The Hungarian economist Anthony De Jasay in his commentary posted in the Library of Economics and Liberty takes on the issue of social justice and wonders if the adjective really fits the noun and if what sense it is justice.See here for his entire comments.
"Justice is a property of acts. Just acts conform to certain rules,
unjust ones violate them. A state of affairs is just if it is the
outcome of just acts. If we want to claim that a state of affairs, say, a
particular distribution of material advantages, is an injustice, it is
incumbent upon us to show that it results from unjust acts. Otherwise,
talk of injustice is just talk. This is where the problem of the
identification of social justice as supposedly a branch of the general
body of justice must be faced.
Stripped of rhetoric, an act of social justice (a) deliberately
increases the relative share (though it may unwittingly decrease the
absolute share) of the worse-off in total income, and (b) in achieving
(a) it redresses part or all of an injustice. (Note that “income” is
used in a broad sense to include stocks and flows of all material goods
or claims on same that are transferable). This implies that some people
being worse off than others is an injustice and that it must be
redressed. However, redress can only be effected at the expense of the
better- off; but it is not evident that they have committed the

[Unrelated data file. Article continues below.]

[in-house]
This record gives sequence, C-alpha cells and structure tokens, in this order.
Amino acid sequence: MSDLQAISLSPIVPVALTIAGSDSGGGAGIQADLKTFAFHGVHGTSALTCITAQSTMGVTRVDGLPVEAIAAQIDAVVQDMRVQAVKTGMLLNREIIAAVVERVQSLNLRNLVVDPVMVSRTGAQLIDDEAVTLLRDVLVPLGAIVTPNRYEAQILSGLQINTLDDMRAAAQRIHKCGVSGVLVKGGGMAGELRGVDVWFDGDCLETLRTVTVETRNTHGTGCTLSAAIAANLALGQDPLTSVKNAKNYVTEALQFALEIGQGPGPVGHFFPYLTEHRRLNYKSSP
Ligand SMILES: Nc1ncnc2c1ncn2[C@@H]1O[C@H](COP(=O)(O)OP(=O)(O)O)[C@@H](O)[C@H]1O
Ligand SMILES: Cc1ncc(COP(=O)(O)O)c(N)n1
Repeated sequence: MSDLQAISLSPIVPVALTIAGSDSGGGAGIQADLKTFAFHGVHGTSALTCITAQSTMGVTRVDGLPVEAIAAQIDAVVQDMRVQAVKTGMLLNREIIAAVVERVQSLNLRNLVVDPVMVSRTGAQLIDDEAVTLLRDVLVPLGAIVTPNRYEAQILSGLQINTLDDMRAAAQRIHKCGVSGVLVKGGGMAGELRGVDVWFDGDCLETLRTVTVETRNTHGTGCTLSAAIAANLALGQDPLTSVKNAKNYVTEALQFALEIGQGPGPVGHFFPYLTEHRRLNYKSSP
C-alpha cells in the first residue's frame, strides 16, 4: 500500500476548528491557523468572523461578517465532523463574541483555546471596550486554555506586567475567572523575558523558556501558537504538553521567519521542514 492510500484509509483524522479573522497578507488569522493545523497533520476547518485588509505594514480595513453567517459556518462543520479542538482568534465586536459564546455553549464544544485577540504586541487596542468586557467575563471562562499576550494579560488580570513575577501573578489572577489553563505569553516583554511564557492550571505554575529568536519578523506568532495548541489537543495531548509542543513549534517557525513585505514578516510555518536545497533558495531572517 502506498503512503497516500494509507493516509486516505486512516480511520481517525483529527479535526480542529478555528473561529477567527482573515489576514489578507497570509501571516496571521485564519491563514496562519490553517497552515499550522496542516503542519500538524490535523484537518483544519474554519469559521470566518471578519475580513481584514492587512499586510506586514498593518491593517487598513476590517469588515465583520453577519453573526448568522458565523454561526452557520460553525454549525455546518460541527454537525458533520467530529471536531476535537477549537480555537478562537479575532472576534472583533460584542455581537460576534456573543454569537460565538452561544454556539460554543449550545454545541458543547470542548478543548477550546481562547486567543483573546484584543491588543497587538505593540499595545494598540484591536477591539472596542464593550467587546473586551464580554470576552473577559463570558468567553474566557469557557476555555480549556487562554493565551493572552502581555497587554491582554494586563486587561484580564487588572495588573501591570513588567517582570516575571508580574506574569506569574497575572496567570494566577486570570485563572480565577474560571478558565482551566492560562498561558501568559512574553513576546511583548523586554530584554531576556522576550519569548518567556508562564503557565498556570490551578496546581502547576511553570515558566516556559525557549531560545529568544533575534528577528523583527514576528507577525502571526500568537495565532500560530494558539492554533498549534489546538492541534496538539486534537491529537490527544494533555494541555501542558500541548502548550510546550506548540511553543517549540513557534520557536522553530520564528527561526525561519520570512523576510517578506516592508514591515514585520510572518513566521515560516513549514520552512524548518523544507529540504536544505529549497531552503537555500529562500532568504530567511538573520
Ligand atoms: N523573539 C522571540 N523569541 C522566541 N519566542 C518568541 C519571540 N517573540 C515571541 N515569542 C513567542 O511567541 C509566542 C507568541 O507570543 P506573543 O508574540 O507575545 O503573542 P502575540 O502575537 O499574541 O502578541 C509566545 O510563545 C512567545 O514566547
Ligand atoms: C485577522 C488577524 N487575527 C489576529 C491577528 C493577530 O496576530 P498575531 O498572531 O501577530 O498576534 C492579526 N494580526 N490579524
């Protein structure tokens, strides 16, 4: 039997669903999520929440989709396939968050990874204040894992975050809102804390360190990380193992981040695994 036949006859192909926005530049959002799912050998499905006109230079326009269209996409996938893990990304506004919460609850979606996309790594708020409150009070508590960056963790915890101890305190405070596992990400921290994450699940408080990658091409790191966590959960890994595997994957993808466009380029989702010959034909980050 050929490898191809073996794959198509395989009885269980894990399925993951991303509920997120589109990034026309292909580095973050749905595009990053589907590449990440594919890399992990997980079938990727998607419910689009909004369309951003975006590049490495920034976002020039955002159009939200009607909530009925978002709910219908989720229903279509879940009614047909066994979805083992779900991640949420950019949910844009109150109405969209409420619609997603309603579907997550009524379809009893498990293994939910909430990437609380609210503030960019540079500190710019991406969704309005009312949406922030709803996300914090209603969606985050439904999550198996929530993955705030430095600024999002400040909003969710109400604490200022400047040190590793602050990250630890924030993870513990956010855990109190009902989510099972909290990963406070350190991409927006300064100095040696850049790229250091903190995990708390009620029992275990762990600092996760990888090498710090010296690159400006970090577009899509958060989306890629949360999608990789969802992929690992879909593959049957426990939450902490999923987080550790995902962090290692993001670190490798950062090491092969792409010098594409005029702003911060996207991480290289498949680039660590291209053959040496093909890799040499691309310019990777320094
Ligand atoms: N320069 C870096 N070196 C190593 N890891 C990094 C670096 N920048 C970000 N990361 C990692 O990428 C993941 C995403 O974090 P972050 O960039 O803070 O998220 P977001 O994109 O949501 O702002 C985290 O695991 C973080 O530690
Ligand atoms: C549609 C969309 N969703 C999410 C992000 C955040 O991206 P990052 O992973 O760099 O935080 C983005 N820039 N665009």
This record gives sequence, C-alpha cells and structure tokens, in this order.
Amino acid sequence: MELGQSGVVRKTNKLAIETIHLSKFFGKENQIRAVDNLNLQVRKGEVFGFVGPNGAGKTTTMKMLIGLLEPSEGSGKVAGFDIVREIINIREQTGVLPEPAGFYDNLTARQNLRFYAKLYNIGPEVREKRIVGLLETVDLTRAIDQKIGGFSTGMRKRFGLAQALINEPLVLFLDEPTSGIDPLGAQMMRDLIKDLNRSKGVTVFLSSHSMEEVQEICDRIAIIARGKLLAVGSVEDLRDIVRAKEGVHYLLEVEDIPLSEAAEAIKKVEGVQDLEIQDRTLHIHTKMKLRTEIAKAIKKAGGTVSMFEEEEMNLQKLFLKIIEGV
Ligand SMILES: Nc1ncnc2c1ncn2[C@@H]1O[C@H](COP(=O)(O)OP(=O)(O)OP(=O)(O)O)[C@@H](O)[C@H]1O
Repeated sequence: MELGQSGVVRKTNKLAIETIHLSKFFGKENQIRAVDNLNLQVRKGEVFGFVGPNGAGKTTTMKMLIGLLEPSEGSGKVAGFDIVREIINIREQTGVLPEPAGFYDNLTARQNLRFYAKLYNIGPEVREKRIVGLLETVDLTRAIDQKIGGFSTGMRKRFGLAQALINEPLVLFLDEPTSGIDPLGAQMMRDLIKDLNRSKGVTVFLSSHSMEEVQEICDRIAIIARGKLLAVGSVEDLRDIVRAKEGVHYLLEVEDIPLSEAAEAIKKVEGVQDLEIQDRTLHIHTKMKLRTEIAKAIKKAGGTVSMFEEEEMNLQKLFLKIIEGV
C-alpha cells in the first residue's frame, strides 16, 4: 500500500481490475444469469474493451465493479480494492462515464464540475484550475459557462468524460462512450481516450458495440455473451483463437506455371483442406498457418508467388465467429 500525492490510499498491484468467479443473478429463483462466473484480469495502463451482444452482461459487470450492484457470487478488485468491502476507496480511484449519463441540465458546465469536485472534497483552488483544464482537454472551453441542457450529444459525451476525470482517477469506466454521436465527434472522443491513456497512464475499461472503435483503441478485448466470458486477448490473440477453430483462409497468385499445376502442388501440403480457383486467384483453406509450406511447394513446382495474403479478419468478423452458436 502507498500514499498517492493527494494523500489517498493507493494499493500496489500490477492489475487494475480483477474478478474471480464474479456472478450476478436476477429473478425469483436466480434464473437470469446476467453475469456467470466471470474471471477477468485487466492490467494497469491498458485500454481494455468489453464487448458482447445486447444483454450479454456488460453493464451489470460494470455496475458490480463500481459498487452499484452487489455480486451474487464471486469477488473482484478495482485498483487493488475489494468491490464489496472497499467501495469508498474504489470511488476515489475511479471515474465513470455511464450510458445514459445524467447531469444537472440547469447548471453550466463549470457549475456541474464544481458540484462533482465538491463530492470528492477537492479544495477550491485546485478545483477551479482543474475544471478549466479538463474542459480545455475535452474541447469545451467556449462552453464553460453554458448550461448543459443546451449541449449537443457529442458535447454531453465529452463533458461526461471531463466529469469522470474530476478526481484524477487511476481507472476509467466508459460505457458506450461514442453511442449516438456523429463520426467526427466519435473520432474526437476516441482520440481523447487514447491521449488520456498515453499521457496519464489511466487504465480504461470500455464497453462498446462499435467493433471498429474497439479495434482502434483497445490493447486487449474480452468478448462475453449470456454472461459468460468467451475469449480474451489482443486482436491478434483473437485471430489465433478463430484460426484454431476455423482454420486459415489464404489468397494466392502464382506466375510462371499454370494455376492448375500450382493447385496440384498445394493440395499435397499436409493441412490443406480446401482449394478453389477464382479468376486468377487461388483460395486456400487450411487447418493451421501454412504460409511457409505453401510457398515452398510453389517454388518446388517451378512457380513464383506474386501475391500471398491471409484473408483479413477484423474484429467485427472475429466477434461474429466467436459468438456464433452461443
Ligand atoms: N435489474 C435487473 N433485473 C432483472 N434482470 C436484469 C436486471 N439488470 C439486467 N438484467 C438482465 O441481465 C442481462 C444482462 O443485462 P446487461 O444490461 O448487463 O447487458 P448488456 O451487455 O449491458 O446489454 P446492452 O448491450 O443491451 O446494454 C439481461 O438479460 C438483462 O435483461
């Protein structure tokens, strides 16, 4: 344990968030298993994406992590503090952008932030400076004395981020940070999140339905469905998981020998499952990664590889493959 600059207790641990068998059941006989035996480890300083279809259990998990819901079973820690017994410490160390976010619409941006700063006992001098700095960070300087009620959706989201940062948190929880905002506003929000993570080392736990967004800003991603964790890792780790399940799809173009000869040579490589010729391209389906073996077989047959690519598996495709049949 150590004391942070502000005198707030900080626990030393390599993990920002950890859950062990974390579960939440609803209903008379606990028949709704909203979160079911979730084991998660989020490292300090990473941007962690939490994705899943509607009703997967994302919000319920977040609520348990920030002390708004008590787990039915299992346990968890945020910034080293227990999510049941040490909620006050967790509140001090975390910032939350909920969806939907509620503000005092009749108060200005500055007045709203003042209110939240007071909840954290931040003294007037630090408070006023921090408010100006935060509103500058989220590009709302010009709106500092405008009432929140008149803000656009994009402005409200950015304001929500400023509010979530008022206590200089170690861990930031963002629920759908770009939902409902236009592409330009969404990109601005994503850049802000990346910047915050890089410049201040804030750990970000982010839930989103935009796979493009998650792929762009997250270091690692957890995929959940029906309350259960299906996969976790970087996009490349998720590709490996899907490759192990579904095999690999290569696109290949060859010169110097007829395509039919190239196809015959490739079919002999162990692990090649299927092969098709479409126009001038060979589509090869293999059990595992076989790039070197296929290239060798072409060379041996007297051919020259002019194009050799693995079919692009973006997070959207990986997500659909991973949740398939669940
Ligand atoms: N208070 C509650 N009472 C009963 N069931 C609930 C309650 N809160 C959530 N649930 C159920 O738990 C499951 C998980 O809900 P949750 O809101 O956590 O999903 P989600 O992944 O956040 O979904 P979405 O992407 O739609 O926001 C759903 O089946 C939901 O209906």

injustice in the first place. Consequently, nor is it clear why the
better-off should be under an obligation to redress it, even though if
they do not, no one else is left to do it."
So, if the better off did nothing wrong, where is the justice in forcing them to pay; would it not actually be an injustice to force them to redress something for which they were not responsible? John Rawls's contractarian theory seeks to support a negative answer to that question arguing that they, quoting Jasay," have agreed in a hypothetical but prima facie sane contract to bear the burden in their own interest". In this formulation redistribution would be the remedy for an unjust situation and there need not have been any unjust acts committed. Comments regarding this hypothetical,fictitious social contract are deferred to a later posting.
Jasay's comments resonate with FA Hayek's characterization of the modifier "social" as a weasel word which like a weasel sucking a egg allegedly without collapsing it can suck the meaning out of the word it modifies. Question for the day: Has the Physician Charter (Medical Professionalism in the New Millenium) sold the medical profession a bill of goods for the next thousand years based on a weasel word?